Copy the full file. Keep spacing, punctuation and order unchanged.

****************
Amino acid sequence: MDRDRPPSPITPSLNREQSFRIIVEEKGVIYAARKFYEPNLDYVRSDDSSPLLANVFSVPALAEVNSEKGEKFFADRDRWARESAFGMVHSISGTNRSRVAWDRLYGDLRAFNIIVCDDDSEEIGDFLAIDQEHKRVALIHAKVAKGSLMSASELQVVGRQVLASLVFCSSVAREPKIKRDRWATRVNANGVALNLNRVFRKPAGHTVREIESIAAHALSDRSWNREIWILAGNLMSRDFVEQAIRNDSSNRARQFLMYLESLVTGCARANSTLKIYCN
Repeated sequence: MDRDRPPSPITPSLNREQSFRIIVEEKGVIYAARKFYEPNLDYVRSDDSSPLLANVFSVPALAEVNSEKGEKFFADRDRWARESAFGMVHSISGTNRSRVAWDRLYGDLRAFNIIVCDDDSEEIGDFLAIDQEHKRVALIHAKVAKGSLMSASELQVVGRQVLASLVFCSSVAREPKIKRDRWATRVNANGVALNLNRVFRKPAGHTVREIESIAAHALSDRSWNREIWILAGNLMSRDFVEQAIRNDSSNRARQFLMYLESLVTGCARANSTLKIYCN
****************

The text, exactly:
Amino acid sequence: MDRDRPPSPITPSLNREQSFRIIVEEKGVIYAARKFYEPNLDYVRSDDSSPLLANVFSVPALAEVNSEKGEKFFADRDRWARESAFGMVHSISGTNRSRVAWDRLYGDLRAFNIIVCDDDSEEIGDFLAIDQEHKRVALIHAKVAKGSLMSASELQVVGRQVLASLVFCSSVAREPKIKRDRWATRVNANGVALNLNRVFRKPAGHTVREIESIAAHALSDRSWNREIWILAGNLMSRDFVEQAIRNDSSNRARQFLMYLESLVTGCARANSTLKIYCN
Repeated sequence: MDRDRPPSPITPSLNREQSFRIIVEEKGVIYAARKFYEPNLDYVRSDDSSPLLANVFSVPALAEVNSEKGEKFFADRDRWARESAFGMVHSISGTNRSRVAWDRLYGDLRAFNIIVCDDDSEEIGDFLAIDQEHKRVALIHAKVAKGSLMSASELQVVGRQVLASLVFCSSVAREPKIKRDRWATRVNANGVALNLNRVFRKPAGHTVREIESIAAHALSDRSWNREIWILAGNLMSRDFVEQAIRNDSSNRARQFLMYLESLVTGCARANSTLKIYCN